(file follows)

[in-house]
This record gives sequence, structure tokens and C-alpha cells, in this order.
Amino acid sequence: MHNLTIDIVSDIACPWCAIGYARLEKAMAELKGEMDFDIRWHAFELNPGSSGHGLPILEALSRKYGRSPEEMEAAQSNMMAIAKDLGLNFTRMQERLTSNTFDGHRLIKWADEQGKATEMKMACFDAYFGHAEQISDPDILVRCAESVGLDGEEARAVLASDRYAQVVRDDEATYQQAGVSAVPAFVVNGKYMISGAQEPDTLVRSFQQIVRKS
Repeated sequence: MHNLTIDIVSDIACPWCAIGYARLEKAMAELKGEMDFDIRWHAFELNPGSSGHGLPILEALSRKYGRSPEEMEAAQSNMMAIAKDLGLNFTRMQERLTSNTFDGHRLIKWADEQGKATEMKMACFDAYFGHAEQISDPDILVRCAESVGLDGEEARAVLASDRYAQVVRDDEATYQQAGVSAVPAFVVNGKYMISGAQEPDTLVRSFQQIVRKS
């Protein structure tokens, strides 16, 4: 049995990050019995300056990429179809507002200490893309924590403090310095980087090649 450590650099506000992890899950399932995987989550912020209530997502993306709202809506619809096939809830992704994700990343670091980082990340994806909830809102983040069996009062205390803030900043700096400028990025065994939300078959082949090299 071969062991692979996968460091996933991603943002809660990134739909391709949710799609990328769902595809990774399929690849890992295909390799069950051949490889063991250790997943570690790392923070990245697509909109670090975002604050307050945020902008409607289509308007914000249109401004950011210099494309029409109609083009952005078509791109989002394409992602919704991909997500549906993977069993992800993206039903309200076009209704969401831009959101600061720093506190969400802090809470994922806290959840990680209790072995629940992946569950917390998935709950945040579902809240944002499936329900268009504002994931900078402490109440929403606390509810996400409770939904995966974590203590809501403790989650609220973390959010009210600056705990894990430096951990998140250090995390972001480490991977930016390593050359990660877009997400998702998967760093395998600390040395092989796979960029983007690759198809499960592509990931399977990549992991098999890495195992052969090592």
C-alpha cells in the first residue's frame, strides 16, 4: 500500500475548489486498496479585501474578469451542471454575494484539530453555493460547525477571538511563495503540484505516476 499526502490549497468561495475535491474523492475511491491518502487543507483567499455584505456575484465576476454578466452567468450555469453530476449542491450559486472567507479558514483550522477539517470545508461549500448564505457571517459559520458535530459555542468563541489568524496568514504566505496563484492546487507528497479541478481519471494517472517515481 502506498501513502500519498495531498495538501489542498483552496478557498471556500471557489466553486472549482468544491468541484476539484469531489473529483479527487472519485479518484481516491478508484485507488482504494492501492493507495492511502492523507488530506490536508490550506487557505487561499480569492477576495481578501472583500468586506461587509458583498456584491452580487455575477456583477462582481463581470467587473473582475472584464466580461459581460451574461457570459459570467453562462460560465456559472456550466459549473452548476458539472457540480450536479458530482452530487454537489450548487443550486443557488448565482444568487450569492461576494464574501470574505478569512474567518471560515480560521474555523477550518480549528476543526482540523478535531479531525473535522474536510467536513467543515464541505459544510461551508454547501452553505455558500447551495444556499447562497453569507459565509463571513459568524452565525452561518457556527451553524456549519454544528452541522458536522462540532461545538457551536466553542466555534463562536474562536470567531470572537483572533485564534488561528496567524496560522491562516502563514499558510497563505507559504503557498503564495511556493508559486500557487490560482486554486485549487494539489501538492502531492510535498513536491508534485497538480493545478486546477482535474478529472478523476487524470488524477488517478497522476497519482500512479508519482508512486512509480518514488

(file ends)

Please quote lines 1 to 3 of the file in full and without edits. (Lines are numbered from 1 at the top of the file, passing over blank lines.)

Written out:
[in-house]
This record gives sequence, structure tokens and C-alpha cells, in this order.
Amino acid sequence: MHNLTIDIVSDIACPWCAIGYARLEKAMAELKGEMDFDIRWHAFELNPGSSGHGLPILEALSRKYGRSPEEMEAAQSNMMAIAKDLGLNFTRMQERLTSNTFDGHRLIKWADEQGKATEMKMACFDAYFGHAEQISDPDILVRCAESVGLDGEEARAVLASDRYAQVVRDDEATYQQAGVSAVPAFVVNGKYMISGAQEPDTLVRSFQQIVRKS